An insight on human skin penetration of diflunisal: lipogel versus hydrogel microemulsion.

Drug development and industrial pharmacy

PubMedID: 24171693

Sallam MA, Motawaa AM, Mortada SM. An insight on human skin penetration of diflunisal: lipogel versus hydrogel microemulsion. Drug Dev Ind Pharm. 2013;.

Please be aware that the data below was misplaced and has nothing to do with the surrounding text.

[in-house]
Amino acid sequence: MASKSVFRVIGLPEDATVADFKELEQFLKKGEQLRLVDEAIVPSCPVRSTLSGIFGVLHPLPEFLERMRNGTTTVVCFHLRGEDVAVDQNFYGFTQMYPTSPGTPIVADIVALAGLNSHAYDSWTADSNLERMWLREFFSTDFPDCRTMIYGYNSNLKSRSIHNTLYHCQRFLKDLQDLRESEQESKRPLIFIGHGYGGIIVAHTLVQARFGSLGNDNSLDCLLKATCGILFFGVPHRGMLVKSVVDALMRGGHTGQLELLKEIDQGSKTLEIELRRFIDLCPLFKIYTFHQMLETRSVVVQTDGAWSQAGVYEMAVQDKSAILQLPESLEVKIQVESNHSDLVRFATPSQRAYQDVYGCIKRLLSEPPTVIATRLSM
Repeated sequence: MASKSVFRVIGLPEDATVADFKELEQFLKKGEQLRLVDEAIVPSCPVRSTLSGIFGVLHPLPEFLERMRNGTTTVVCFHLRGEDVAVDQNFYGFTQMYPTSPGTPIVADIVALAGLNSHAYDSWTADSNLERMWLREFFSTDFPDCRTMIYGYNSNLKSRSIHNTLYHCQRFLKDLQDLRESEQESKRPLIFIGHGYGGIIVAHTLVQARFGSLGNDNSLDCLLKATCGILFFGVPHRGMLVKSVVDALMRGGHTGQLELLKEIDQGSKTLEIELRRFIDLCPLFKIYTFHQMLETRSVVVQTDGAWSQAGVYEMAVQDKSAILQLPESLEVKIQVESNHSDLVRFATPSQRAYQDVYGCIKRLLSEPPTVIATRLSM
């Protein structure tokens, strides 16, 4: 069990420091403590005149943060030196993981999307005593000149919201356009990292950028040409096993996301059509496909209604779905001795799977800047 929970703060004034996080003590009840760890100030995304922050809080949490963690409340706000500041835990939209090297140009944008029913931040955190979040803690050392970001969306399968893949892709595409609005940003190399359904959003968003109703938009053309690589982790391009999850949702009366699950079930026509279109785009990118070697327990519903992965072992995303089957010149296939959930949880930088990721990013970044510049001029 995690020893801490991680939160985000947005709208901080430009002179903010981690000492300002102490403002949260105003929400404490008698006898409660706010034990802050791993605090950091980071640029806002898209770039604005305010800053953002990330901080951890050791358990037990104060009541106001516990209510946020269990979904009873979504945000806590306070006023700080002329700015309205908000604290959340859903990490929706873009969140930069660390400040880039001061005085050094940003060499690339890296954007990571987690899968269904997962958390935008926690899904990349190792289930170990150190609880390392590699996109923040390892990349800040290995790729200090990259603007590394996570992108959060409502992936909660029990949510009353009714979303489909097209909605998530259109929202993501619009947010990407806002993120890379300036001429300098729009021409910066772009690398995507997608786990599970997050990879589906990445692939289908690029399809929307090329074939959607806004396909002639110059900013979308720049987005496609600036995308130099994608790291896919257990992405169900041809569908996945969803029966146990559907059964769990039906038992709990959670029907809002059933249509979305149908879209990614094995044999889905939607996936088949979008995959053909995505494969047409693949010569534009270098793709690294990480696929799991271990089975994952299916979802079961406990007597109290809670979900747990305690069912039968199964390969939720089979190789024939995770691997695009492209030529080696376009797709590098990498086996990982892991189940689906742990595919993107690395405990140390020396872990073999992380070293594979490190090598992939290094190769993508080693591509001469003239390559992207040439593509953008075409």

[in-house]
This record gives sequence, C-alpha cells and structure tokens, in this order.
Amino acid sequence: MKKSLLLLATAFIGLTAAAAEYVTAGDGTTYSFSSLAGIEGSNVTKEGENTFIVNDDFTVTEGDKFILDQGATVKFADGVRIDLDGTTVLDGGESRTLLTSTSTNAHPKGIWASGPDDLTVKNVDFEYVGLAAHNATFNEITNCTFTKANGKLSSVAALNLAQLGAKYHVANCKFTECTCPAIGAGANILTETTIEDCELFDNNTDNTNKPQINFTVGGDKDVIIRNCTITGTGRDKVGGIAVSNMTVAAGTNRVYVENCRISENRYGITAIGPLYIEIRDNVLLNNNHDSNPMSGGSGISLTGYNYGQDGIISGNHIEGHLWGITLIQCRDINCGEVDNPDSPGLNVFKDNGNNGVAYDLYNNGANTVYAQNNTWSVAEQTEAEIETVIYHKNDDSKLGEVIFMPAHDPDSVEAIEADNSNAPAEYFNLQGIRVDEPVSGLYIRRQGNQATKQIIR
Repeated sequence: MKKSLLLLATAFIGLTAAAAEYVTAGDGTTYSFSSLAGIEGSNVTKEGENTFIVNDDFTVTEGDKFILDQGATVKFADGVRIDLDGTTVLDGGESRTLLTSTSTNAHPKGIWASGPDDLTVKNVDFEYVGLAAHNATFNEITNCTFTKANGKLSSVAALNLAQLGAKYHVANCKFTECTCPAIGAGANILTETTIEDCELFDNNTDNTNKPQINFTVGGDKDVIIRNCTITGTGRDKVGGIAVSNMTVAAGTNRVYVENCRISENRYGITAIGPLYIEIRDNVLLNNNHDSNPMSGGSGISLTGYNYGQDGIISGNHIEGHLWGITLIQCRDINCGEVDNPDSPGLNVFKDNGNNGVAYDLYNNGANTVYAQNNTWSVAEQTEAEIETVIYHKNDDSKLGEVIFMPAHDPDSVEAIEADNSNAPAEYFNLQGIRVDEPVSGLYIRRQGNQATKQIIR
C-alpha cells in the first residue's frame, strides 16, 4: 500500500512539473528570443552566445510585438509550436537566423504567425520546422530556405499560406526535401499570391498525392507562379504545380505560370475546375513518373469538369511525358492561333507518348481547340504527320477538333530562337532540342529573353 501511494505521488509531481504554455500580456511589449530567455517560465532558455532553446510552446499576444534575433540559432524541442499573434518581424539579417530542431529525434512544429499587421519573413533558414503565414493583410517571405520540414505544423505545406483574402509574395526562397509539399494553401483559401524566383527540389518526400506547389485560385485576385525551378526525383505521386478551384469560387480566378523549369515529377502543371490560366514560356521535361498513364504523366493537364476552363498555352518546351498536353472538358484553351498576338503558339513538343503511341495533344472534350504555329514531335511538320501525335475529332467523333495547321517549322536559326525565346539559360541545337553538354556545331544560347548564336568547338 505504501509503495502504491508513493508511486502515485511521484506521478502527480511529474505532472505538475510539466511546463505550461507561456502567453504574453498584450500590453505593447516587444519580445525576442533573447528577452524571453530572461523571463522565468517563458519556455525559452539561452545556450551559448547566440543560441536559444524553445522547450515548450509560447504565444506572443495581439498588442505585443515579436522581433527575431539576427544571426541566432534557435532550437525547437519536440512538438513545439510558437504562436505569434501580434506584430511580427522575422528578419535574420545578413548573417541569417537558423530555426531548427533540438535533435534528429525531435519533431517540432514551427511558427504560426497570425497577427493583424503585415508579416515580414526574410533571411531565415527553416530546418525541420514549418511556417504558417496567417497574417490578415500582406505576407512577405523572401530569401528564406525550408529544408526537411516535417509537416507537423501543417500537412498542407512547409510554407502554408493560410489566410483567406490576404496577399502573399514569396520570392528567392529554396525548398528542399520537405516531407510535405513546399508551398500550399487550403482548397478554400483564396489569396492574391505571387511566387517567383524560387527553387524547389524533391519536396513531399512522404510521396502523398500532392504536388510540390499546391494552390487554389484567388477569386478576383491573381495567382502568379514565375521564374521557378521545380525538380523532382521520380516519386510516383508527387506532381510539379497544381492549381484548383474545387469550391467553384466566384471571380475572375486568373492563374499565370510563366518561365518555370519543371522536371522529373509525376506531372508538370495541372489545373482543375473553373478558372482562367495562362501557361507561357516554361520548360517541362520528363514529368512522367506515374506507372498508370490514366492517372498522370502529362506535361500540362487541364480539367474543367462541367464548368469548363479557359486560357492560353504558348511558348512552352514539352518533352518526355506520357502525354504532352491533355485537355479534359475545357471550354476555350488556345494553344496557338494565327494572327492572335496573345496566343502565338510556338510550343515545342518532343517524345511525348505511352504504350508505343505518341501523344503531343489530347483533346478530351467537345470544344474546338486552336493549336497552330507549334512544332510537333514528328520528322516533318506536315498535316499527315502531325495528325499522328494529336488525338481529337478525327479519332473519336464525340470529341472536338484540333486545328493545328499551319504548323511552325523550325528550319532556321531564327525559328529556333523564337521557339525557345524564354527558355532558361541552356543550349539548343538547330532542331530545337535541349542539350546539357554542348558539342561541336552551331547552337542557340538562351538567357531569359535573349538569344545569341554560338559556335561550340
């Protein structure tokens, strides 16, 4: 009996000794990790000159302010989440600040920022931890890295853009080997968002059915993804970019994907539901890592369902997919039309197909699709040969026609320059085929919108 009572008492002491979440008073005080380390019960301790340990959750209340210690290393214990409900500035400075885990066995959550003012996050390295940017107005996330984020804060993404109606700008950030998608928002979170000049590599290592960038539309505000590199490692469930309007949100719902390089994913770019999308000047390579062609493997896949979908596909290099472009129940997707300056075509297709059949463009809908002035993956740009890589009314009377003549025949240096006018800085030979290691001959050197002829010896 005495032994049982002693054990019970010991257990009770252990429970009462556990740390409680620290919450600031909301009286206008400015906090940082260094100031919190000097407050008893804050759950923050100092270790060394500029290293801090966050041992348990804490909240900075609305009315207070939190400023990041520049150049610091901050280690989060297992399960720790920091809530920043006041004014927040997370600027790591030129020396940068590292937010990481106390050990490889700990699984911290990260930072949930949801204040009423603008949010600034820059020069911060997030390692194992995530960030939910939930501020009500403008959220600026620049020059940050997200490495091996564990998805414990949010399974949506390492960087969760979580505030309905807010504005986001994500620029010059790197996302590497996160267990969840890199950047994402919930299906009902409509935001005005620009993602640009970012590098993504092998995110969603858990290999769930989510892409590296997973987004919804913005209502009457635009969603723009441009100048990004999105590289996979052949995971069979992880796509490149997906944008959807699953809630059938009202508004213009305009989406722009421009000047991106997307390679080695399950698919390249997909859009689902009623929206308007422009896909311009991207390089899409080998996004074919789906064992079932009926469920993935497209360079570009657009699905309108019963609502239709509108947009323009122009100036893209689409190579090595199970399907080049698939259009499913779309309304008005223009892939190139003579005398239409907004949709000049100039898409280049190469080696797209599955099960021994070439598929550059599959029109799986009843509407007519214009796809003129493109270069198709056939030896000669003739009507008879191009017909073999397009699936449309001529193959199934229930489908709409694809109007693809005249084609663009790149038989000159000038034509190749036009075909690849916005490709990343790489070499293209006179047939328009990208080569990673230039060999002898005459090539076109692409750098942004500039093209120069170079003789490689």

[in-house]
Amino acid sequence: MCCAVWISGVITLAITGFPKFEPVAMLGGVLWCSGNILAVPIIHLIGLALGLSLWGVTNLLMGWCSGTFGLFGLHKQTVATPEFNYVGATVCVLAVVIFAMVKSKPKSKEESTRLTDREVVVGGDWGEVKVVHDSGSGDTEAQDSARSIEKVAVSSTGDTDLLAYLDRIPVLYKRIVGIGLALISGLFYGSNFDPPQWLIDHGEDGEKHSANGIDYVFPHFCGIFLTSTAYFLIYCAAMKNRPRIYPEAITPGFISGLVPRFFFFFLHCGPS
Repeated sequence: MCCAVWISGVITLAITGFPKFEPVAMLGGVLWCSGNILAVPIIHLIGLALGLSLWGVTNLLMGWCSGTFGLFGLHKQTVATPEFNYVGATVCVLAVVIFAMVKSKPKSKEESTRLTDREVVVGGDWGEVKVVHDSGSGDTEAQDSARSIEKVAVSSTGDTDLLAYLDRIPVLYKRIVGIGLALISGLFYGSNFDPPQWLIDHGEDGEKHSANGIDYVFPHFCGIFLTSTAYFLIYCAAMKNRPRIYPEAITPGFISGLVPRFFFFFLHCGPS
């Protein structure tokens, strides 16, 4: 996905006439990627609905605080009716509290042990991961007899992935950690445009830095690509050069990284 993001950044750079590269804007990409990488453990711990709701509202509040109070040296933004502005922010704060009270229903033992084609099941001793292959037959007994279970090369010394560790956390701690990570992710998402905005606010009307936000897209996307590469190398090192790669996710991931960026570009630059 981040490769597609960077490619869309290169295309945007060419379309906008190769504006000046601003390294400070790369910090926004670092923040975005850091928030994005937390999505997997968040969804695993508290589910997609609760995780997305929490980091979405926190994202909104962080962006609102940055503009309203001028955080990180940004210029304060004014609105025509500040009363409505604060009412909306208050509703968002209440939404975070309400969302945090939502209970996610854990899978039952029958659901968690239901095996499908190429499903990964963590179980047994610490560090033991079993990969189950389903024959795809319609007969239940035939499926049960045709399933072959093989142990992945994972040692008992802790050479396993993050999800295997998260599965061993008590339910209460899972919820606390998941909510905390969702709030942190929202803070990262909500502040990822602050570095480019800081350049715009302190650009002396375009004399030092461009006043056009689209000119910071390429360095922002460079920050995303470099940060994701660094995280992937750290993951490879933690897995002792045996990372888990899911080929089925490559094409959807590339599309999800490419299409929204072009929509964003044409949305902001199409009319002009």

Abstract Diflunisal is a NSAID used in acute and long term management of pain and inflammation associated with osteoarthritis, rheumatoid arthritis and symptoms of primary dysmenorrhea. However, its oral use is associated with side effects such as peptic ulceration, dyspepsia, gastrointestinal disturbances and bleeding. The aim of this work was to develop lecithin organogels (LO) transdermal delivery system for diflunisal and to study its human skin penetration ability in comparison with an optimized microemulsion-based hydrogel. Ternary phase diagrams were constructed using butyl lactate as an organic solvent and two commercial grades of lecithin. The formation of gel phase was lecithin concentration dependent with Phosholipion 85?G being capable of forming organogels at lower lecithin concentration than Lipoid S75. The gels prepared using butyl lactate were able to tolerate higher amounts of water than could be incorporated in the lipogels prepared with other organic solvents. All the investigated gels possessed acceptable physical properties and were able to deliver diflunisal through human skin. The lipogels delivered higher total drug amount through the skin than the hydrogel. The composition of lecithin seemed to have some effect on the skin permeability enhancement ability of the lipogel. Lecithin containing higher amount of phosphatidyl ethanolamine could provide better transdermal delivery. The elaborated lecithin organogels are potential carriers that create a good opportunity for transdermal delivery of diflunisal overcoming the side effects associating its oral route.